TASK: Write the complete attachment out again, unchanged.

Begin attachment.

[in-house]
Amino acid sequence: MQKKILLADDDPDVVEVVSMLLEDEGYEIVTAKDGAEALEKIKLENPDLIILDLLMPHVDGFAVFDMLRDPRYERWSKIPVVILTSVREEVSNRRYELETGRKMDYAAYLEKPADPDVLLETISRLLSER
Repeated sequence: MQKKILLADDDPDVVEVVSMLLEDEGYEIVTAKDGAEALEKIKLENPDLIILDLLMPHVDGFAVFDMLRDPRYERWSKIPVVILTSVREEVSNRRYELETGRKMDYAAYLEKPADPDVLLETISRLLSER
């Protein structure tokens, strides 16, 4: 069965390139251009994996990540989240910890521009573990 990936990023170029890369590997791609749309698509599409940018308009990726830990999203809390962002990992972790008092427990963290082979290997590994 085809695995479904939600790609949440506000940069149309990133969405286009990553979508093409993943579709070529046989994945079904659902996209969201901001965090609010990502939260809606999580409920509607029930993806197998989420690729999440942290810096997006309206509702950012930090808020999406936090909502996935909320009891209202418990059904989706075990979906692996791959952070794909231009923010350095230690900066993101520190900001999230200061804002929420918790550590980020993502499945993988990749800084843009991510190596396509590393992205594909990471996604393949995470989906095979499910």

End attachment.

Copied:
[in-house]
Amino acid sequence: MQKKILLADDDPDVVEVVSMLLEDEGYEIVTAKDGAEALEKIKLENPDLIILDLLMPHVDGFAVFDMLRDPRYERWSKIPVVILTSVREEVSNRRYELETGRKMDYAAYLEKPADPDVLLETISRLLSER
Repeated sequence: MQKKILLADDDPDVVEVVSMLLEDEGYEIVTAKDGAEALEKIKLENPDLIILDLLMPHVDGFAVFDMLRDPRYERWSKIPVVILTSVREEVSNRRYELETGRKMDYAAYLEKPADPDVLLETISRLLSER
């Protein structure tokens, strides 16, 4: 069965390139251009994996990540989240910890521009573990 990936990023170029890369590997791609749309698509599409940018308009990726830990999203809390962002990992972790008092427990963290082979290997590994 085809695995479904939600790609949440506000940069149309990133969405286009990553979508093409993943579709070529046989994945079904659902996209969201901001965090609010990502939260809606999580409920509607029930993806197998989420690729999440942290810096997006309206509702950012930090808020999406936090909502996935909320009891209202418990059904989706075990979906692996791959952070794909231009923010350095230690900066993101520190900001999230200061804002929420918790550590980020993502499945993988990749800084843009991510190596396509590393992205594909990471996604393949995470989906095979499910």